Photo by: Azek
Wood-free synthetic decking is made from a variety of plastics, including polyvinyl chloride (PVC), polypropylene, polystyrene, and polyethylene. Some manufacturers use recycled plastic in their decking, but others do not. Because they contain no wood fiber, these materials don’t have the same moisture-related problems as wood and wood/plastic composites.
Wood-free plastics come in several forms, including solid and hollow-core rigid planks, and in 5/4-in. and 2-in. thicknesses. With lengths of up to 20 ft., seams and waste can be kept to a minimum.
Different types of plastic have different properties. High-density polyethylene, for instance, is relatively flexible, so 5/4-in. planks may require joists 12 in. on center. Some 2x PVC planks, however, can span 24 in.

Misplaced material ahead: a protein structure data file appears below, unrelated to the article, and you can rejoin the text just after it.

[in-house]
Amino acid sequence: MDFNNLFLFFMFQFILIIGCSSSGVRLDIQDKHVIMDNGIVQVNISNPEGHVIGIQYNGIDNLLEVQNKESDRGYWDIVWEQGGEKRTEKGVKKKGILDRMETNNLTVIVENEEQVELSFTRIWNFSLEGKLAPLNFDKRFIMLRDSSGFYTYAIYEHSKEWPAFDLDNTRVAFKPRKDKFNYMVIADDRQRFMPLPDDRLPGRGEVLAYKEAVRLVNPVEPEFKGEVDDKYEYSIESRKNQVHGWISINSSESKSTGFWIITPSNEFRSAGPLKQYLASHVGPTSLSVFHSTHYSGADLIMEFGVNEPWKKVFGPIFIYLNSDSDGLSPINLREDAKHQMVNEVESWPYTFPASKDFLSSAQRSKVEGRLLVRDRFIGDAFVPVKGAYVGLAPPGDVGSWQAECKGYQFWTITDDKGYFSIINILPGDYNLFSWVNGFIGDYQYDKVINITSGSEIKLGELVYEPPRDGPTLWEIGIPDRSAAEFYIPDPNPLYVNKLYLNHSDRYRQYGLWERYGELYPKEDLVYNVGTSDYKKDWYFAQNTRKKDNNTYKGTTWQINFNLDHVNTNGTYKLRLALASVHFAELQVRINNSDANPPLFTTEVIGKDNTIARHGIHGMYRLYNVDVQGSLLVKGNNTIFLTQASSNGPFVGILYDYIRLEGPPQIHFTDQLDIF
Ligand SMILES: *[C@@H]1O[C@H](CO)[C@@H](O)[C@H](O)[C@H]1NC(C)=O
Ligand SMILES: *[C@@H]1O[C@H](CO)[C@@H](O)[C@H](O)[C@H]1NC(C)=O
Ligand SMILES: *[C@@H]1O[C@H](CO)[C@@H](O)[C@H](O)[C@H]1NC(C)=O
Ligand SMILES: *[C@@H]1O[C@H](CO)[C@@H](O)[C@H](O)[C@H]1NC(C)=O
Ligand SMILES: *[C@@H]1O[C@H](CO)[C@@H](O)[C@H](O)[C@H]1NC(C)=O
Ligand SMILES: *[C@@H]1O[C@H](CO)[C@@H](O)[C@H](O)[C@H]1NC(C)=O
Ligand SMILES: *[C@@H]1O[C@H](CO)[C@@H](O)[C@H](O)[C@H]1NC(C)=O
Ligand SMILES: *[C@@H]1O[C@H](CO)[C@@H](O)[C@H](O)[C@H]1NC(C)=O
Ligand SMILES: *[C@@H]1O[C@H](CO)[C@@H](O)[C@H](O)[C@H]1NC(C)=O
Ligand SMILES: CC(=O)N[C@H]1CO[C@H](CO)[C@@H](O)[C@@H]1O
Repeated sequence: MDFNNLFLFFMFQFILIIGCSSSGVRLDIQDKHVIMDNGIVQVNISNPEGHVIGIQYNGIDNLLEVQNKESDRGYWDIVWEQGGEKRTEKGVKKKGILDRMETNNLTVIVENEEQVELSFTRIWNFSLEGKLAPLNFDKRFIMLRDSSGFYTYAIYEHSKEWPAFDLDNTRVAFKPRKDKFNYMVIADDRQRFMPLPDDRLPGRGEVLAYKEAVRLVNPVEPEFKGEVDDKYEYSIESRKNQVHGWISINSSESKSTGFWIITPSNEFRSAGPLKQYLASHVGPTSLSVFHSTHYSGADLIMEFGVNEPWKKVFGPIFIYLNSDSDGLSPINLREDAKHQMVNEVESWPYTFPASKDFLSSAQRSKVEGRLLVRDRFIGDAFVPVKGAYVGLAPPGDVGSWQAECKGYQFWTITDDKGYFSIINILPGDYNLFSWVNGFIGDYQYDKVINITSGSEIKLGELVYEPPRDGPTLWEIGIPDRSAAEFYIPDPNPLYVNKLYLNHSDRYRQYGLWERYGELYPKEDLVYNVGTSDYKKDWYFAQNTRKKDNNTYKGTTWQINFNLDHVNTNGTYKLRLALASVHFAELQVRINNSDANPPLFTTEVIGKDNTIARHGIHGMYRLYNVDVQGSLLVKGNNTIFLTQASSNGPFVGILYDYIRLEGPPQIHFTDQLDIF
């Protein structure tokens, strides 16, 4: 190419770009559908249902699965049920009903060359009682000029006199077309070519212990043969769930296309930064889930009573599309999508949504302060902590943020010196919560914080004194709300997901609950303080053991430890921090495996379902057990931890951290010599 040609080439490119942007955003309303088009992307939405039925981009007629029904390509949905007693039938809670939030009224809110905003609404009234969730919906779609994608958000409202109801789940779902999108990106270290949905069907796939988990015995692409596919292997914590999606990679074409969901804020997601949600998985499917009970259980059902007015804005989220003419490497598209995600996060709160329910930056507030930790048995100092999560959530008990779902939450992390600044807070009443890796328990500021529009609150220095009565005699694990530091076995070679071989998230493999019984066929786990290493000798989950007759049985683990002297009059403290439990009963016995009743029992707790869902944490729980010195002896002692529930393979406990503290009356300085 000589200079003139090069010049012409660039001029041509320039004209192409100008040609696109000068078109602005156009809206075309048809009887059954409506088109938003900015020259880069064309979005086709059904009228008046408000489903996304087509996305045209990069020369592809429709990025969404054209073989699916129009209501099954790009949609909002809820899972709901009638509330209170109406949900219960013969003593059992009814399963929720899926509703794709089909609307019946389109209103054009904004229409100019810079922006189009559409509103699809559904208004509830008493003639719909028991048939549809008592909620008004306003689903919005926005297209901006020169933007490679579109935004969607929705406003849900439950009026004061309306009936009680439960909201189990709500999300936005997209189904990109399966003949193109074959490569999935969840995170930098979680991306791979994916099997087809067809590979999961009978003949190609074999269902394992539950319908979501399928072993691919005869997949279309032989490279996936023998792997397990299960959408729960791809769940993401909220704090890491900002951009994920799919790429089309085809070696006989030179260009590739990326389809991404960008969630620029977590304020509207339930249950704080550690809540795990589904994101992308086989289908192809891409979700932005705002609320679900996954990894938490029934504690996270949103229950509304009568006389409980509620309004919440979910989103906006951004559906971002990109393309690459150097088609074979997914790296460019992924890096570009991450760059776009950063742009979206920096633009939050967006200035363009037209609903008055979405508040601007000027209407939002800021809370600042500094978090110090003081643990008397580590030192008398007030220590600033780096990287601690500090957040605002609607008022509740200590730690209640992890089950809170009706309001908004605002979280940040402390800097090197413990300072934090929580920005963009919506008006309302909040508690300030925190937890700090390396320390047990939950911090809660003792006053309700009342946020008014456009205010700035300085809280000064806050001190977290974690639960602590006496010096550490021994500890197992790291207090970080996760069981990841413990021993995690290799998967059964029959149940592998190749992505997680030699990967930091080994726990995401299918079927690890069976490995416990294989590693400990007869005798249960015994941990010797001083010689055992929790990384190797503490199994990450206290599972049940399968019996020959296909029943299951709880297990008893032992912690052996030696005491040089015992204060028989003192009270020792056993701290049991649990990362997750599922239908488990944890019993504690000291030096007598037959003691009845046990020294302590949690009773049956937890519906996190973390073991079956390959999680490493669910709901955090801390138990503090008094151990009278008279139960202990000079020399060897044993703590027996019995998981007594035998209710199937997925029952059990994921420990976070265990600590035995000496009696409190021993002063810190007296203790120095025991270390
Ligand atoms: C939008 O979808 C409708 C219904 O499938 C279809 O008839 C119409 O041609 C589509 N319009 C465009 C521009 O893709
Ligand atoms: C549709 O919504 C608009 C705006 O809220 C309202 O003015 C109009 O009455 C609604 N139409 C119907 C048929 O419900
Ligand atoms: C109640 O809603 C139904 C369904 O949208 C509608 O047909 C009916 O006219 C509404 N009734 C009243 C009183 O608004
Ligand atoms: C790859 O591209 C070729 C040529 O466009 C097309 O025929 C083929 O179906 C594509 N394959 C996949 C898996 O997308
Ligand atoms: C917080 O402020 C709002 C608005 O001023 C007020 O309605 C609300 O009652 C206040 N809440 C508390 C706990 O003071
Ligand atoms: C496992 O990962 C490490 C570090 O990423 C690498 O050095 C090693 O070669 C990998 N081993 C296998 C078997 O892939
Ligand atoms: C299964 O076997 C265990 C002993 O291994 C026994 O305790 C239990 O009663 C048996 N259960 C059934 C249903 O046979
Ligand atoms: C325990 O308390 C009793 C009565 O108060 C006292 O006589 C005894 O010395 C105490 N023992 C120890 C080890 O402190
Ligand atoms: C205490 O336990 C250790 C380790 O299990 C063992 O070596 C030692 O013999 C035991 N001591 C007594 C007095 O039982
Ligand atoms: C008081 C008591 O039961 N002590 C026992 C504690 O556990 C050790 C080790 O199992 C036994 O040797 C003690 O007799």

A number of companies now make decking from cellular PVC, which is a solid, foam-like material full of tiny air bubbles. The manufacturing process gives the material roughly the same weight and feel as softwood, such as pine. It works easily with conventional tools and has low water absorption
and good stain resistance.
Wood-free plastics don’t require any maintenance beyond periodic cleaning, and they weigh less than wood/plastic composites. On the downside, some planks have the unmistakable look of plastic. Beauty, however, is in the eye of the beholder.
Pros: Low maintenance; fade and scratch resistant; lighter in weight than composites; splinter-free
Cons: More expensive than composites; some look like plastic